How to Prevent Ice Dams on Your Roof | The Allstate Blog

Are Icicles a Sign of an Ice Dam?

Perhaps you saw them around the holidays: white or blue outdoor lights that simulate sparkling icicles. Or maybe they were on holiday card, hanging from the eaves of a picturesque house. While icicles often look pretty, they may actually cause a lot of trouble for your home. Are Icicles a… Allstate https://i0.wp.com/blog.allstate.com/wp-content/uploads/2017/11/icicles-hanging-off-roof_iStock.jpg?fit=2161%2C1388&ssl=1
snow and icicles on the roof's edge of a home.
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Perhaps you saw them around the holidays: white or blue outdoor lights that simulate sparkling icicles. Or maybe they were on holiday card, hanging from the eaves of a picturesque house. While icicles often look pretty, they may actually cause a lot of trouble for your home.

Are Icicles a Sign Something Is Amiss?

Icicles are commonly thought to be a sign of an ice dam on your roof, but are they? Possibly, says Focus on Energy.

The three things necessary to form icicles — snow, heat to melt the snow and cold weather — are also needed to form ice dams, Focus on Energy explains. Ice dams form when warm air from inside your home melts snow on the roof. When the meltwater reaches the colder eaves (the part of the roof that extends beyond the walls), the water refreezes and creates a buildup of ice along the edge of your roofline, states the Insurance Institute for Business and Home Safety (IBHS).

So, icicles hanging from a roof’s edge may be a sign of an ice dam. However, ice dams can form without the presence of any large icicles.

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What Are the Dangers of Ice Dams?

The more snow and ice accumulate, and temperatures rise and fall, the larger the potential for ice dams. And ice dams can cause a lot of damage both inside and outside of your home. You may see damage on your roof and gutters and this may lead to meltwater getting into your ceiling or attic, says the Insurance Information Institute. Once that happens, insulation may get wet, paint may peel and the structure of your home may become damp, says Focus on Energy.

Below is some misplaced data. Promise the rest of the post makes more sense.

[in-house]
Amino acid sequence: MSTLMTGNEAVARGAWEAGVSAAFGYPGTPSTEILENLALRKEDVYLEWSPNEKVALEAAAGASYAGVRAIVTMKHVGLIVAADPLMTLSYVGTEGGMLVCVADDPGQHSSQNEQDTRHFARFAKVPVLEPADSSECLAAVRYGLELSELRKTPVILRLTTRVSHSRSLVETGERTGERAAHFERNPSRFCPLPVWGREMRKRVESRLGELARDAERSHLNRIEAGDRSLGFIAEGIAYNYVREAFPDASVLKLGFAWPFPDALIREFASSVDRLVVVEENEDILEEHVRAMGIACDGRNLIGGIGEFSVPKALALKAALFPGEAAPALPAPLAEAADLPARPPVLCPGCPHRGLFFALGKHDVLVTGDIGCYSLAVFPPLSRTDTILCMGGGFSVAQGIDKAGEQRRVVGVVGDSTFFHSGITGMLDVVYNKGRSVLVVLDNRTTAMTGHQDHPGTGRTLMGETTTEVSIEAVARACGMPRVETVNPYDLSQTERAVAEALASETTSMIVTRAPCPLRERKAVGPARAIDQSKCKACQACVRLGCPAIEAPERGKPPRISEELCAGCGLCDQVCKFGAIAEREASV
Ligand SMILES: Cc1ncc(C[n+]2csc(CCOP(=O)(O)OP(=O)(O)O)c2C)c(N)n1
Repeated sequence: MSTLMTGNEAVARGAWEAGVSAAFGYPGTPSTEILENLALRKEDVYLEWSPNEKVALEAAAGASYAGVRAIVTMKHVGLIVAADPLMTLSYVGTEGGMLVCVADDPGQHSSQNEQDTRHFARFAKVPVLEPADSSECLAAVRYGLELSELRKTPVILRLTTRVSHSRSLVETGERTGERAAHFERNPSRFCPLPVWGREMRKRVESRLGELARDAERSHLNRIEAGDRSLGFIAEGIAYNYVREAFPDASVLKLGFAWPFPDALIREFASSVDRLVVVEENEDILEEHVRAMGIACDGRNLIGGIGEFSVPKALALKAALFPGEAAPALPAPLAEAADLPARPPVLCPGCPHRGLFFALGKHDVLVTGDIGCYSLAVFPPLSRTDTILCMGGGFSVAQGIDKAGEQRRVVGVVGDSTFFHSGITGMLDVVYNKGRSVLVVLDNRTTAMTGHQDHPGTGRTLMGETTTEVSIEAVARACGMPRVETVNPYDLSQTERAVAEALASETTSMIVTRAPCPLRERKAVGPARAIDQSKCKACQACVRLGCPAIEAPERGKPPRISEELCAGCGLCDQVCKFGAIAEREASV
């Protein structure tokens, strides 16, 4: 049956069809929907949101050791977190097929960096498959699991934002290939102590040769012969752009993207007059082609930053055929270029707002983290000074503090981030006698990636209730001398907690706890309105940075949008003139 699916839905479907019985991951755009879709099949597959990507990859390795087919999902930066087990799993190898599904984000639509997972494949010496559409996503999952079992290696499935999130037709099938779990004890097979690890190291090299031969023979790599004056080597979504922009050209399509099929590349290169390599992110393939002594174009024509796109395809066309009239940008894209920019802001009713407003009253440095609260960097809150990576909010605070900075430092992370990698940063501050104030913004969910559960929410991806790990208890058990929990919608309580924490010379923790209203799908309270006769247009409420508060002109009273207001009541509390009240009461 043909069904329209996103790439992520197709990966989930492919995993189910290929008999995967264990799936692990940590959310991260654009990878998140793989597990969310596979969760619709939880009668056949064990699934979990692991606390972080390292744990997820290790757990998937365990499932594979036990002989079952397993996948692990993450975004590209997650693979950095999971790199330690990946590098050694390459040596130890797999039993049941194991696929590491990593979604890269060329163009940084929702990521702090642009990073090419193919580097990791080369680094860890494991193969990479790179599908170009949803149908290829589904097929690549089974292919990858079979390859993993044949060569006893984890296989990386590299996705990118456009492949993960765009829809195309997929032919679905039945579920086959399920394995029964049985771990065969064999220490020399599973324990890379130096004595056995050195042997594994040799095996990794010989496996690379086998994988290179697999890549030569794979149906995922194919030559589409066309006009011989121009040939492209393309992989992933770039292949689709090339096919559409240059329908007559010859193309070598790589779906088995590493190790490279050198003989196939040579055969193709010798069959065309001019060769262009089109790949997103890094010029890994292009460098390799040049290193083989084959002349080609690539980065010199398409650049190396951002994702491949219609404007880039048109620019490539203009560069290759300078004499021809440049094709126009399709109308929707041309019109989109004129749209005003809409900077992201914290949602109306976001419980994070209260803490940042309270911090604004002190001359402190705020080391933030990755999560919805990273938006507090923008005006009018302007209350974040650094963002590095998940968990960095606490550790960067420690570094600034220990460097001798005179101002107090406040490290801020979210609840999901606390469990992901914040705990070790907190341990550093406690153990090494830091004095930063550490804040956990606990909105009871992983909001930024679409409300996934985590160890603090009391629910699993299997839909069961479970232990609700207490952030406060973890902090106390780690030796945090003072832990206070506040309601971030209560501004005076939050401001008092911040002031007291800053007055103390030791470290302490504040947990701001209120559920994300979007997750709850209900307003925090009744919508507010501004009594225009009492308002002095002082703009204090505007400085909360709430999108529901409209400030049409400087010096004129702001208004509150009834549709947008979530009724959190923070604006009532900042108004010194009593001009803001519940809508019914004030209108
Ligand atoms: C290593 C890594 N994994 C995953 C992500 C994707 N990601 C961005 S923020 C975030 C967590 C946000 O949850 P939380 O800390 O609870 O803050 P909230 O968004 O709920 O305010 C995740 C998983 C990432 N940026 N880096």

How to Remove Snow to Help Avoid an Ice Dam

It’s best to remove snow from a heavy snowfall immediately to help prevent the buildup of ice dams later. Though you might hear about people doing anything from using a snow blower to remove snow or an axe to help chip away at an already-formed ice dam, both methods may damage your roof. These methods may also be dangerous to your own personal safety, EnergyStar.gov warns.

A push broom with stiff bristles can be used to help remove snow off flat and low-slope roofs, while a roof rake can be the right option for sloped roofs, the National Weather Service says, because you can remain on the ground and still remove snow. Of course, you can also contact a professional to do the job.

In the event that an ice dam does form, the weather service suggests keeping the attic well ventilated — the colder the attic, the less melting and refreezing on your roof, the weather service says.

How to Help Prevent Ice Dams in the Future

According to This Old House, a simple way to help prevent ice dams is to keep your roof and eaves the same temperature. Here’s how:

  • Add extra insulation in your attic floor to help keep the warm air inside your home and out of the attic.
  • Relocate or remove heat sources (recessed lighting, for instance) in the attic directly under your roof.
  • Insulate attic access doors with a cover, or seal an existing hatch with weatherstripping.
  • Check the exhausts. Make sure all ducts from bathrooms, kitchens or other living areas exhaust to the outside, not the attic.
  • Check the flashing around the chimney. Over time, the flashing may crack and separate from the roof, causing hot air to potentially escape and allowing water to trickle in along the chimney. Have your chimney or roofing professional check the flashing and, if necessary, repair or replace it.

Preventive steps like these can help preserve the health of your home by stopping ice dams — and maybe even those icicles!

Originally published on February 6, 2014.

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